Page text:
The Art of the Possible
GE works with the US Army in the area of embedded computing. Now, you might think that this is pretty high-tech—but in many ways, the computers in our front-line fighting vehicles are not as powerful as the computer you are reading this article on right now. It’s hard to believe, isn’t it?
There are lots of reasons for this. First, there is the very long time it takes to get any device that goes on an Army vehicle qualified for use. (After all, these things must be rugged and last a long time in a very harsh environment.) This period sometimes takes so long that one or two generations of processor technology often come and go in between. Then, there is the cost of deployment and logistics. Any hardware that is put in service requires a logistics chain to maintain it in the field (a costly endeavor). Making a change to any hardware (for a more modern version) is far too painful financially and operationally as it disrupts a functioning logistics chain. So the Army tends to “stick with what we have.” But this has a cost too; old equipment is more expensive to build as in-feed technologies go obsolete.
As you can see, this is a “rock and a hard-place” problem; a paradigm that is expensive to maintain and difficult to get away from. This will change, because it must—but it hasn’t yet.
A pithy statement
Some months ago, while visiting with Dr. Paul Rogers (the head of TARDEC—Tank Automotive Research, Development and Engineering Center) he described to me what he sees as a way out of this paradigm: developing the “Art of the Possible.” A pithy statement to be sure, but what does it really mean?
The phrase took me back to when I was an engineer. In 1982, I worked for a photovoltaic (PV) system company. My job was essentially to design power systems to provide power for things like long haul microwave relays (the 220 mile Red Sea link was one). These systems had to work in any climate (solar availability, temperature and so on) in the world. One day, a program manager (one on my heroes—REL Tolbert) came up to me and said: “I’ve been given a budget and nine months to build a one million watt system in the California desert. I want you on my team.”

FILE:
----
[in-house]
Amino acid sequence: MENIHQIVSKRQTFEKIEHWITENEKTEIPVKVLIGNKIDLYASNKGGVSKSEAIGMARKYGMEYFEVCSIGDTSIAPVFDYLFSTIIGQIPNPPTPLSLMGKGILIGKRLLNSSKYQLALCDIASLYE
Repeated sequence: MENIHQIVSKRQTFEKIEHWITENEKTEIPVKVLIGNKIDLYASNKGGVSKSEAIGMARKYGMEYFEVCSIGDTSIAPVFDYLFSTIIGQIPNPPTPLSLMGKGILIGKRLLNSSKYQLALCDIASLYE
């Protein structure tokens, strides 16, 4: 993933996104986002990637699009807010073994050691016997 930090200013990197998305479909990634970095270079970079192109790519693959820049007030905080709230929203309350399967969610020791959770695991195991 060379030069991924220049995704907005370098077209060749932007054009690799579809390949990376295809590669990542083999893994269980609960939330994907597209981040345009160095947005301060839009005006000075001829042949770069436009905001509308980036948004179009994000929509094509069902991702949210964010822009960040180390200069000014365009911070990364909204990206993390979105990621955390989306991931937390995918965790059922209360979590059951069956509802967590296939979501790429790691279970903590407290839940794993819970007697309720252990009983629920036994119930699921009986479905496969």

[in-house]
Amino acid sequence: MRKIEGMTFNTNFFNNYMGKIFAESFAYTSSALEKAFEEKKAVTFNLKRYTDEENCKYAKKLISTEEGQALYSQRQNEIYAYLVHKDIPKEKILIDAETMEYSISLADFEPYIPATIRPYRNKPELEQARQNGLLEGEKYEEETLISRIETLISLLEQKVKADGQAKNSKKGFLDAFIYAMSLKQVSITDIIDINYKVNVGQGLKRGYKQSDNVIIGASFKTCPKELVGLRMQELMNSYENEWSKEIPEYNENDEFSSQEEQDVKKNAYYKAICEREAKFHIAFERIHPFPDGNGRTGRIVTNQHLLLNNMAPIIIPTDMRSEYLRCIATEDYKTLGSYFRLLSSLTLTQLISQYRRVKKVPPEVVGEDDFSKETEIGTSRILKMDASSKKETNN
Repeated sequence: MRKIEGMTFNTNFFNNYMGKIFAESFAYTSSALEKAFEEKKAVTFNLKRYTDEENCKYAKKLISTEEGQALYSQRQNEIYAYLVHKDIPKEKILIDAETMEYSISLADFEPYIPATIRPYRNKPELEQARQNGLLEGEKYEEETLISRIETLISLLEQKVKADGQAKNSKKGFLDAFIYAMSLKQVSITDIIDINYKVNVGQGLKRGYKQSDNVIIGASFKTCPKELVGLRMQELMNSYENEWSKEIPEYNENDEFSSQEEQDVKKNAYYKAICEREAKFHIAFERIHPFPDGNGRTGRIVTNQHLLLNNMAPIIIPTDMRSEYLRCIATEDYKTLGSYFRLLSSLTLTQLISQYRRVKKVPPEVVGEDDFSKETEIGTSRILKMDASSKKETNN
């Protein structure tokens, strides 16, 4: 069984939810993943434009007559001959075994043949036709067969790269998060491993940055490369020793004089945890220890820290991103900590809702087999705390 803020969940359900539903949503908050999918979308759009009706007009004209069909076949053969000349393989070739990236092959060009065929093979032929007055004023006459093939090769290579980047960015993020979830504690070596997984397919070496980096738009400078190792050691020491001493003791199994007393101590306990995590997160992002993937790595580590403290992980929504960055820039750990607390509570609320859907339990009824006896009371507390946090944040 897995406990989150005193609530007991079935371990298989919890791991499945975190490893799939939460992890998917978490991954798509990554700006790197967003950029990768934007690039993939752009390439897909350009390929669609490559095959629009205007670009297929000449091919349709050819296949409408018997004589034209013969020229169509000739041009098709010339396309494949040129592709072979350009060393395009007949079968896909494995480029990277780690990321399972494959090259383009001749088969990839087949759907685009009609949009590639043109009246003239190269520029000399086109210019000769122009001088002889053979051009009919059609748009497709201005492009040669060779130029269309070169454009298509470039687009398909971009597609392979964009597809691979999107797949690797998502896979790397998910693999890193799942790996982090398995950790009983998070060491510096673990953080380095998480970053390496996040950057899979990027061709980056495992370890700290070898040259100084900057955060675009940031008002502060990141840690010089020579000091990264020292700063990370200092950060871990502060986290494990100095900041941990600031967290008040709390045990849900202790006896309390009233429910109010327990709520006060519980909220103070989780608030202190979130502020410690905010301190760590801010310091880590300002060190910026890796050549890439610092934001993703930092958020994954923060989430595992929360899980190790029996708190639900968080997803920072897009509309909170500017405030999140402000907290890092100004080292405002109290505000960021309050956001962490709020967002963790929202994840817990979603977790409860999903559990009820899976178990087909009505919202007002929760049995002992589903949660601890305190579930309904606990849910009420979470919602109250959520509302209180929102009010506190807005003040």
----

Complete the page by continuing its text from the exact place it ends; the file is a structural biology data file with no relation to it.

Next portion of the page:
Now, such a feat in 1982 was nearly unthinkable; only one company (ours) had even produced one million watts of PV in an entire year and no-one had considered how to assemble a system of that size. We had to model the climate (accounting for shadow patterns and atmosphere effects), design dual-axis tracking mounts and specify and have built huge inverters. Oh, and: “…by the way: the site will be unmanned, so everything must be fail-safe and disaster recoverable without immediate intervention.”
As a young and eager engineer, faced with a “moon-shot” I jumped in with both feet. We did not know it at the time, but our 12-person team was creating the “Art of the Possible.” We developed climate, power and economic models (on 8-bit PCs and a time-shared IBM 360), invented devices and structures where none existed, dug, wired and tested in rain, snow, wind and blistering heat. Then, one sunny day, about eight months after breaking 22 acres of ground and erecting 106 1,000 sq. ft. tracking panels, we pushed a million watts of pure solar electricity into the grid. We had done what many said was impossible. But clearly, it was possible. It was “art.”
Art is defined as “the expression or application of human creative skill and imagination.” We certainly employed that because we were passionate about what we were doing (although I always like to say that we were too dumb to know how hard it would be). We were creative and innovative where we had to be and relied on existing technology where we could, understanding that time was our biggest foe so we had to be efficient in time, cost and risk.
Isn’t this exactly what Dr. Rogers is asking for, and what our military needs?
Me and my 1982 Z28 Camaro beside one of the 106 tracker panels
Our fighting forces are asking us—the supplier community—to use what is available, innovate where we must and be efficient in time, cost and risk. We in the supplier community can be creative and innovative and we owe our soldiers, sailors and airmen that “Art of the Possible.” Doing so requires courage and a dedication to the task, but it also requires technological prowess and a pragmatic approach. At GE, this is how we work.
Today, as we promote embedded computers (that are orders of magnitude more potent than those we had in 1982) this experience is always in my mind; not as an engineer, but as a business development guy. In that role, I seek to challenge our team to use our considerable artistic talent to build the possible—to shatter the rock and the hard-place.